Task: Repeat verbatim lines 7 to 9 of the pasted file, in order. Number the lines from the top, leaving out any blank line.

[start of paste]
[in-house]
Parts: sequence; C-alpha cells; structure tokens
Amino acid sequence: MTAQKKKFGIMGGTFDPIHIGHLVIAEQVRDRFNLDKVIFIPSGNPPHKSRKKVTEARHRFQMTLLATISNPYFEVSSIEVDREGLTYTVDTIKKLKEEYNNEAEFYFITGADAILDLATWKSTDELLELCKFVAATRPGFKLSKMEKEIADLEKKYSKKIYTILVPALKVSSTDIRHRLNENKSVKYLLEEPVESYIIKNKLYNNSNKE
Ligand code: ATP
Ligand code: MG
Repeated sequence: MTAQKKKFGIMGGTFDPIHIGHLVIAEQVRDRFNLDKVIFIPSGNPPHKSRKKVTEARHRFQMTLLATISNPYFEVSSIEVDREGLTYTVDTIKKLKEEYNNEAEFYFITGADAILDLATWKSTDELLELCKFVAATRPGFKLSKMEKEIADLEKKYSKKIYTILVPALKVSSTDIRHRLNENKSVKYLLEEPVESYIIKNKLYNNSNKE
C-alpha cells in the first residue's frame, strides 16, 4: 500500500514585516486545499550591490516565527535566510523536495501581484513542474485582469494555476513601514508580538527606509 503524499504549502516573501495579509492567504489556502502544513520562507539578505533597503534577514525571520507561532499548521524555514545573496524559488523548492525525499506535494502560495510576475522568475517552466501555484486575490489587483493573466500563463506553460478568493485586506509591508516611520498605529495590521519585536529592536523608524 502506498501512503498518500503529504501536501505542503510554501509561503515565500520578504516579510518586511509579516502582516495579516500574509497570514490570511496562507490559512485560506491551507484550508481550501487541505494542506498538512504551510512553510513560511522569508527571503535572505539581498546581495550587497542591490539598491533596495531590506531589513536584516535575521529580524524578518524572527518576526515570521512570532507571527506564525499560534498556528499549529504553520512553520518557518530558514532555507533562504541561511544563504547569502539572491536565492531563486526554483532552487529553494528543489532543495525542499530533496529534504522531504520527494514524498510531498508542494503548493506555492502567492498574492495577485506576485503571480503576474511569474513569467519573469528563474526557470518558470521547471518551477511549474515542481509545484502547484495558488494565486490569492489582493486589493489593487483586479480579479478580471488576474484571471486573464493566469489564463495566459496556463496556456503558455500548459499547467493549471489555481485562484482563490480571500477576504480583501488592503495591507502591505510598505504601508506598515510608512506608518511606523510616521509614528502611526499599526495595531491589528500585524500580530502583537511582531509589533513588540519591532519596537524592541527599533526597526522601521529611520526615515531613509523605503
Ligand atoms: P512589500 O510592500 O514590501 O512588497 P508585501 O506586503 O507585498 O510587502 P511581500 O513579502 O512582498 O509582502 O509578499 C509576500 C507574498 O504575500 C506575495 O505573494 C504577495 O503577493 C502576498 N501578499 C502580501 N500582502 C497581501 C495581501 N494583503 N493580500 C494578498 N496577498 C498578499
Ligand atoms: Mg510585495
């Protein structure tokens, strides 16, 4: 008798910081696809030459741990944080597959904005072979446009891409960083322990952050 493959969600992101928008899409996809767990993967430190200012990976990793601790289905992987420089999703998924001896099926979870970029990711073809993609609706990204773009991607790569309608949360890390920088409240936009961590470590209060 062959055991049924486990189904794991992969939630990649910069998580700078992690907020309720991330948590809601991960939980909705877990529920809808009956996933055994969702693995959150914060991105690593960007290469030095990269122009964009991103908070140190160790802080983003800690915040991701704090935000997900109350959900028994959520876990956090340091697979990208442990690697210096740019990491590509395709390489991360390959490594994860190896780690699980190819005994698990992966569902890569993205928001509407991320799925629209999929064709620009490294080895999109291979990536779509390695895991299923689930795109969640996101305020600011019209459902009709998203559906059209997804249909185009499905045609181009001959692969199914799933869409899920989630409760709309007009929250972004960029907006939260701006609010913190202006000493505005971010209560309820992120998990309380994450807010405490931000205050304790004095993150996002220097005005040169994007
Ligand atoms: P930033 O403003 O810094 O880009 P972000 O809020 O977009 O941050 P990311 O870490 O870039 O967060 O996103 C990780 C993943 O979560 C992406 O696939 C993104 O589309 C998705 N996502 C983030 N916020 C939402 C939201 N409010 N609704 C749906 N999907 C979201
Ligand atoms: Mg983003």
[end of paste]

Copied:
C-alpha cells in the first residue's frame, strides 16, 4: 500500500514585516486545499550591490516565527535566510523536495501581484513542474485582469494555476513601514508580538527606509 503524499504549502516573501495579509492567504489556502502544513520562507539578505533597503534577514525571520507561532499548521524555514545573496524559488523548492525525499506535494502560495510576475522568475517552466501555484486575490489587483493573466500563463506553460478568493485586506509591508516611520498605529495590521519585536529592536523608524 502506498501512503498518500503529504501536501505542503510554501509561503515565500520578504516579510518586511509579516502582516495579516500574509497570514490570511496562507490559512485560506491551507484550508481550501487541505494542506498538512504551510512553510513560511522569508527571503535572505539581498546581495550587497542591490539598491533596495531590506531589513536584516535575521529580524524578518524572527518576526515570521512570532507571527506564525499560534498556528499549529504553520512553520518557518530558514532555507533562504541561511544563504547569502539572491536565492531563486526554483532552487529553494528543489532543495525542499530533496529534504522531504520527494514524498510531498508542494503548493506555492502567492498574492495577485506576485503571480503576474511569474513569467519573469528563474526557470518558470521547471518551477511549474515542481509545484502547484495558488494565486490569492489582493486589493489593487483586479480579479478580471488576474484571471486573464493566469489564463495566459496556463496556456503558455500548459499547467493549471489555481485562484482563490480571500477576504480583501488592503495591507502591505510598505504601508506598515510608512506608518511606523510616521509614528502611526499599526495595531491589528500585524500580530502583537511582531509589533513588540519591532519596537524592541527599533526597526522601521529611520526615515531613509523605503
Ligand atoms: P512589500 O510592500 O514590501 O512588497 P508585501 O506586503 O507585498 O510587502 P511581500 O513579502 O512582498 O509582502 O509578499 C509576500 C507574498 O504575500 C506575495 O505573494 C504577495 O503577493 C502576498 N501578499 C502580501 N500582502 C497581501 C495581501 N494583503 N493580500 C494578498 N496577498 C498578499
Ligand atoms: Mg510585495